Pick #124 Trevardo Williams, DE/OLB, Houston Texans - This pick could have a huge payoff, or amount to nothing. His measurables are nothing shocking, with a 0.309 Kangaroo Score, and a 0.002 Agility Score.  Combined with his smaller size, at just 241#, I would normally have to bet against him.  Still, he was a very productive pass rusher, averaging 14.25 TFL in his last two years.  This is one of those odd times where my gut battles with my computer.  I just like watching him play, so I'm kind of hoping the computer is wrong about him.

Pick #128 Quinton Patton, WR, San Francisco 49ers - I've mentioned him before in the list of interesting 2013 wide receivers, so I'll keep this short.  He may not be as flashy as some guys, but he seems very solid.  A lot of people with gaudier 40 times were taken ahead of him, and are going to probably fare much worse.  Maybe he won't become a #1 type receiver, but I think he should become a dependable #2.  It made no sense for him to fall this far in the draft, while having bozos like Ace Sanders drafted ahead of him.

Pick #132 Devin Taylor, DE, Detroit Lions - From a physical perspective, Taylor is ideal.  Unfortunately, his production never lived up to this ability.  At 6'7", 266#, with a 1.346 Kangaroo Score and a 0.815 Agility Score, I would have expected him to average more than 8.5 TFL in his last two years in college, especially playing across from Jadeveon Clowney.  Still, for a late 4th round pick, his ability is quite enticing, as he at least has the physical potential to be great.  With the Lions loss of Cliff Avril and Lawrence Jackson, he also has a shot to get some playing time.

Pick #147 Steven Means, DE/OLB, Tampa Bay Buccaneers - I'm not really sold on Steven Means, but at this point in the draft it's not unreasonable to take some gambles.  Means had a 1.408 Kangaroo Score, and a 0.075 Agility Score, while averaging a rather mediocre 7.25 TFL in his last two years.  His measurables suggest he could do okay as a 4-3 DE, but his college production fails to excite me very much.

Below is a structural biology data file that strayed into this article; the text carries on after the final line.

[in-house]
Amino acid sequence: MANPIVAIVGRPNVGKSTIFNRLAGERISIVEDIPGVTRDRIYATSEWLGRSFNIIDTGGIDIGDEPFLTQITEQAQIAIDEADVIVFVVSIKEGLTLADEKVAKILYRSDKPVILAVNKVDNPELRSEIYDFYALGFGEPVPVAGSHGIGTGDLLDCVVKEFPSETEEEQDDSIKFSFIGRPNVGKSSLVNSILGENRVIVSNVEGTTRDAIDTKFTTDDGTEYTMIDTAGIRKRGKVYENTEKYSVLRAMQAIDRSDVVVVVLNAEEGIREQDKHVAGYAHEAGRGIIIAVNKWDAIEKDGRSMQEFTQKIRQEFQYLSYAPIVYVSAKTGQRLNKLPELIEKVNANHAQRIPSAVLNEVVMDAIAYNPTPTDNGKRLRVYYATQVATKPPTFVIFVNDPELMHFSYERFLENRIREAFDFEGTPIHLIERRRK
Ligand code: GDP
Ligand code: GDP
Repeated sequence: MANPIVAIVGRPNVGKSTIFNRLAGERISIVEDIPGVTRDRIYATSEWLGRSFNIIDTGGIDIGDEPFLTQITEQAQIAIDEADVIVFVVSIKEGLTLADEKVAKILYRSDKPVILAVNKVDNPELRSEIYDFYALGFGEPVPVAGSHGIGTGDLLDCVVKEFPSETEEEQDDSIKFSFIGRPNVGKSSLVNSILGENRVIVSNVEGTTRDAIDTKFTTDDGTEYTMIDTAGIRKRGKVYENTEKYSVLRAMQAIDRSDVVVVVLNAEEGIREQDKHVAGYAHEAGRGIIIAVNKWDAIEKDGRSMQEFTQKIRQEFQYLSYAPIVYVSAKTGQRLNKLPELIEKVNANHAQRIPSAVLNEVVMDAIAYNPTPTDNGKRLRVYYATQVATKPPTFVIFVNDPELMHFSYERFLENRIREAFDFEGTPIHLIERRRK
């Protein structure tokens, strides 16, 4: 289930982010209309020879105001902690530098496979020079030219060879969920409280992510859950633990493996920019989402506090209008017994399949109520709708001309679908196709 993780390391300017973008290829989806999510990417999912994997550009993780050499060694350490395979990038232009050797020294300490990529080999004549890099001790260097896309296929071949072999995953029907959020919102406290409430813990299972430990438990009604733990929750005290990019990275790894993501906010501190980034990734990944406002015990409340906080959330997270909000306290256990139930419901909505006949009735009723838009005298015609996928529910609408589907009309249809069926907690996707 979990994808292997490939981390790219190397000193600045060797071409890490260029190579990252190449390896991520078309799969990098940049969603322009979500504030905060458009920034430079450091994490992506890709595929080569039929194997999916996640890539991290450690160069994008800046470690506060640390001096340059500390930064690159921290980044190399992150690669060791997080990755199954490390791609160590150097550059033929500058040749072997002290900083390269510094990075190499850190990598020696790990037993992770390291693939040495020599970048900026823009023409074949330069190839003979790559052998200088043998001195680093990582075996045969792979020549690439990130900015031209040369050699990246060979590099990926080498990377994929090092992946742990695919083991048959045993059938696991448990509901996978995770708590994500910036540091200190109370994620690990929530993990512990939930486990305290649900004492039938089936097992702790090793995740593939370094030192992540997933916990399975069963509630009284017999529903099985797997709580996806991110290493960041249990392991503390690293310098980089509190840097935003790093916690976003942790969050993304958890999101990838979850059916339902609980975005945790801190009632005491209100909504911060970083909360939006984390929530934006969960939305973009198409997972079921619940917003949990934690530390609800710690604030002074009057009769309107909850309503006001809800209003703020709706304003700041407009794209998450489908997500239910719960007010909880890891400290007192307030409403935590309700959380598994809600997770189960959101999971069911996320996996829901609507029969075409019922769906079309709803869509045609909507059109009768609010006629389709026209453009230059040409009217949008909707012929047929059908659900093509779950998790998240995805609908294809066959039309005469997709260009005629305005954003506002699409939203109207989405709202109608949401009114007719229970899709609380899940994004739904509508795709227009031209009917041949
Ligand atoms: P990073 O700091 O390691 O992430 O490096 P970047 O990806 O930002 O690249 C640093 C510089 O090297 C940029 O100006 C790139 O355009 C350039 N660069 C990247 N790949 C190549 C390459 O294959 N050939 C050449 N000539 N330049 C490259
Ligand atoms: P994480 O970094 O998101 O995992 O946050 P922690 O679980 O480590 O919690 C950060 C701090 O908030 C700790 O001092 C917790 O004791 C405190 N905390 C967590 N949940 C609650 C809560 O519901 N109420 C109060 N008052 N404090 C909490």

Pick #150 Terry Hawthorne, CB, Pittsburgh Steelers -  He has decent size at 5'11.25", 193#, and generally seems willing to play a fairly physical game.  His Ht/Spd Score of 1.026 is excellent, as is his 2nd Gear Score of 0.21, so keeping up with receivers shouldn't be a problem.  On the other hand, his Agility Score of -0.175, is slightly below average, and suggests he could have a harder time against nimbler receivers who run sharp routes.  In the end, I still think there is decent potential value in this pick.

Pick #170 Eric Kush, C, Kansas City Chiefs - This pretty much sums up my views on this subject.  He was the computer's favorite center prospect in the draft.

Pick #176 Dave Quessenberry, OT/OG, Houston Texans - At the very least, Quessenberry should provide good depth and flexibility to the Texans o-line.  Athletically he shows just decent explosiveness with a 0.351 Kangaroo Score, but has an excellent Agility Score of 1.234.  The numbers would suggest that he might be better suited to playing guard, though I can't rule out the possibility of him doing well at the tackle position.  This seems like a rather safe pick, that should help to keep a very good offensive line well stocked.

Pick #181 Latavius Murray, RB, Oakland Raiders - I should be more of a fan of this pick, based on his measurables, but when I watch him play it just doesn't click for me.  Still, I have to keep him on the radar, to see if the computer's hunch turns out to be correct.  You can see how he compares athletically to the other 2013 RBs here.

Pick #189 Mike James, RB, Tampa Bay Buccaneers- I'm not going to say much here, since we'll probably never hear his name again.  His measurables were pretty good, though his college production was a bit anemic, since he always split carries with other backs.  I did enjoy watching him play though, and have to wonder if he could exceed people's expectations if given more of a chance.  Being stuck behind Doug Martin won't help the cause though.

Pick #198 Chris Jones, Houston Texans- His Kangaroo Score of -0.027 is merely average, but his Agility Score of 1.015 is simply excellent.  Combining that with his average number of tackles for a loss in his final two college years, of 16.5 per year, and you have a verrrrry intriguing player.  Seems well worth investing a late 6th round pick in a player like this, and could end up rewarding the Texans quite handsomely.

Pick #207 Mike Catapano, DE/OLB, Kansas City Chiefs - Every year their seems to be an odd duck like Catapano.  He's one of those guys who measures up as a potentially very interesting 3-4 OLB pass rusher, until you see the school that he came from, in this case Princeton.  Personally, I'm not terribly concerned about the Princeton issue, but I do have my doubts as to whether a team will give him much of a chance.  He had a 1.176 Kangaroo Score, and a 0.402 Agility Score, while averaging 12.75 TFL in his last two years.  Seems well suited to playing OLB in a 3-4.